Vagrant, CentOS 7 and VirtualBox

Using Vagrant and VirtualBox, a full CentOS 7 development environment can be generated.

Vagrant is an open-source tool that allows users to create a repeatable, portable, description of an environment in a single file. The environment can then be generated using a virtualization tool like VirtualBox. This case uses a Ubuntu 14.04 LTS host, though any modern Linux distribution should work.

This specific instance uses CentOS, an open source packaging of Red Hat Enterprise Linux, performs security/user/update tasks; and installs the development environment, GUI and Guest Additions.

All files can be found on GitHub.

Java, Amazon AWS Lambda and Ant

Using Java, Amazon Web Services (AWS) and Ant; a function can be created/deployed that performs the role of a scheduled task. The code can be used to make web service calls, run backup tasks, clean a database table, etc.

Source code is discussed, and a walk through goes over the process of registering the function with AWS.

All source code can be found on GitHub.

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GeoServer 2.6.2, Programmatically Registering an SLD

While using GeoServer 2.6.2 for a project, I ran into an issue registering a styled layer descriptor (SLD) over the REST interface.

The SLD in question uses a PointSymbolizer, referring to a graphic in the same directory as the SLD. When I login to GeoServer’s administrative interface, I can easily create the SLD from scratch, and everything validates/saves/displays as expected. Original SLD.

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Temperature/Humidity Logger

Recently, a need arose to take humidity readings of a crawlspace, over an extended period of time. An Arduino clone called the Bare Bones Board (BBB) is used in this project, mainly for its ability to be mounted to a breadboard.

Using a commercial-off-the-shelf sensor and microSD card, the logger takes temperature and humidity readings at a predefined time interval and writes the readings to a text file on the card. An Octave/MATLAB script is shown that plots the results.

All source code can be found on GitHub.

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Analog Sensor Calibration

Using a simple mathematical formula, it is possible to calibrate analog sensor readings. If you are using a COTS analog sensor, and have access to a high quality, or more reliable sensor, taking several readings can provide a coefficient and offset for calibration.

In this example, a voltage sensor is implemented with a voltage divider. A digital multimeter is used to glean more accurate readings, and a coefficient/offset is generated with Octave/MATLAB.

All source code can be found on GitHub.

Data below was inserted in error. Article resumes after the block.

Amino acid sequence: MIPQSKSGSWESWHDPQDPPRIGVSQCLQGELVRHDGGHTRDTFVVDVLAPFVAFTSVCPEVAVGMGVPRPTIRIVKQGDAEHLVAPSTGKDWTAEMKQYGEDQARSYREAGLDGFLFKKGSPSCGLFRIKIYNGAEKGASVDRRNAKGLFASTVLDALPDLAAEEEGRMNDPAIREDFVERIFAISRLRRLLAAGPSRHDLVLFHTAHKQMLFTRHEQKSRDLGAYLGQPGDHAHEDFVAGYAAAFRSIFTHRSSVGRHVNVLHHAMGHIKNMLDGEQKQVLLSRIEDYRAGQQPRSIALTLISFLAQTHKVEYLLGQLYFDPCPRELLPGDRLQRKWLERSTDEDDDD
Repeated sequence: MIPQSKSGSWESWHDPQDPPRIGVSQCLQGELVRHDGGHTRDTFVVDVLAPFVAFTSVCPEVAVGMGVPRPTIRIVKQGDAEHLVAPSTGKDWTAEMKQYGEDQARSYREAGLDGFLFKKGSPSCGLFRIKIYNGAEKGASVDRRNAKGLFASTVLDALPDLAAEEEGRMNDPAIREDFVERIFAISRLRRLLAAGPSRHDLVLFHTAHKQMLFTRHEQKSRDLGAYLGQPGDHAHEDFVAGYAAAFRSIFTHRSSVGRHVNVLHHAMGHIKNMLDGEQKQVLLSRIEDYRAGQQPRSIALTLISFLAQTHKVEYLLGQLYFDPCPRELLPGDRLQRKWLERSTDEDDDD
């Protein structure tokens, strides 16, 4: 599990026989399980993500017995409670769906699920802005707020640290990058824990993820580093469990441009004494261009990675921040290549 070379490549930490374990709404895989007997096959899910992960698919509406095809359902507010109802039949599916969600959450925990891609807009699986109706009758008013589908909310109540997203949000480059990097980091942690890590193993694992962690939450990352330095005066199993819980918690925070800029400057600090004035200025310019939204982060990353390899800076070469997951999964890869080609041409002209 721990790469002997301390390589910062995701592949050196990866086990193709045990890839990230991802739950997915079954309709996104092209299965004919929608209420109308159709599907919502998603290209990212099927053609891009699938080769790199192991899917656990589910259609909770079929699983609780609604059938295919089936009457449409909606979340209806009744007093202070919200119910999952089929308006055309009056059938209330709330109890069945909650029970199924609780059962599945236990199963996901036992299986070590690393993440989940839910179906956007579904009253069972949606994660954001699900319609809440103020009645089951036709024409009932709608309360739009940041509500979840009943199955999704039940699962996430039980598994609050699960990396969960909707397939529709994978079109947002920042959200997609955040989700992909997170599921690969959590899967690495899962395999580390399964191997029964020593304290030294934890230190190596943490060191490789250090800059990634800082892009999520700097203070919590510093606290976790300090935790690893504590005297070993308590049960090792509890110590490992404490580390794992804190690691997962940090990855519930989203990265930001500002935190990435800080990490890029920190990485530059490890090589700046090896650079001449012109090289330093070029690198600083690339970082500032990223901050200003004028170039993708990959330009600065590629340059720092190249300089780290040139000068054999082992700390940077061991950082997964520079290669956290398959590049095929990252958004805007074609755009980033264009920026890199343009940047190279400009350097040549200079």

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Arduino Mega 2560 R3, ICSP Programming and Bootloader Reload using AVRDUDE

Using an off-board programming tool, it’s possible to program the Arduino Mega 2560 directly through the ICSP pins.

I have a Sparkfun Pocket AVR Programmer at my desk, but according to their documentation as of 04.12.2015, the ATmega2560 is unsupported. Pololu has an inexpensive USB AVR Programmer that is up to task.

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jsTree/jQuery, Dynamic Node Addition

jsTree is a jQuery plugin allowing easy integration of interactive trees. Both products are well supported, pervasive and useful. Creating the static jsTree is trivial, but the syntax for dynamically editing the tree after the ‘ready.jstree’ event can be difficult for the newcomer.

My specific use case was to create the tree based on the result from an external web service call. The call finished long after the tree was loaded, so the JSON result needed parsed, and the tree updated.

JSFiddle showing functionality.

Screenshot in case JSFiddle is down:



Using grep to Find Files Containing Text

This command is used to find files in a directory structure containing a target search string. The command line utility ‘grep’ can be found on most modern Unix based systems.

$ grep --exclude=*\.{run,zip,tgz} -nr ./ -e "Hello World"
  • –exclude: multiple file types to ignore.
  • -nr: include line numbers in output display, recurse.
  • ./: search current directory.
  • -e: regular expression to search for follows.
  • “Hello World”: target search string.

Nothing ground-breaking here, this is more for my own documentation; I end up using this just not often enough to memorize it, but often enough I have to Google around a few minutes each time.

NOAA Specific Area Message Encoding (SAME)…Geocoded

While working on a web services project I needed to parse Specific Area Message Encoding (SAME) geocodes from NOAA (Wikipedia) (NOAA). Specifically, I needed to be able to parse the six-digit geocodes from HERE, and get a lat/lon back. From what I can tell, this list won’t be changing much, so server side geocoding is preferred. I figured this had been done by someone, somewhere…yet looking through NOAA’s official documentation and Googling did not result in geocoded geocodes.

Using Java stub code and the Google Geocoding API, I generated a geocoded list of each entry…

Local Copy of Original List: SameCode.txt
Geocoded Version: SameCodeGeocoded.txt

Technical notes:
0. The string delimiter is now a semicolon.
1. This list is up to date as of 04.27.2014.
2. The Google Geocoding API only allows 2500 queries a day for personal use. I split up the list and ran the code twice over a 48 hour period.
3. The API had some trouble with a few of the U.S. Pacific Islands, using Google Earth and Wikipedia, I hand annotated those ones (less than half a dozen).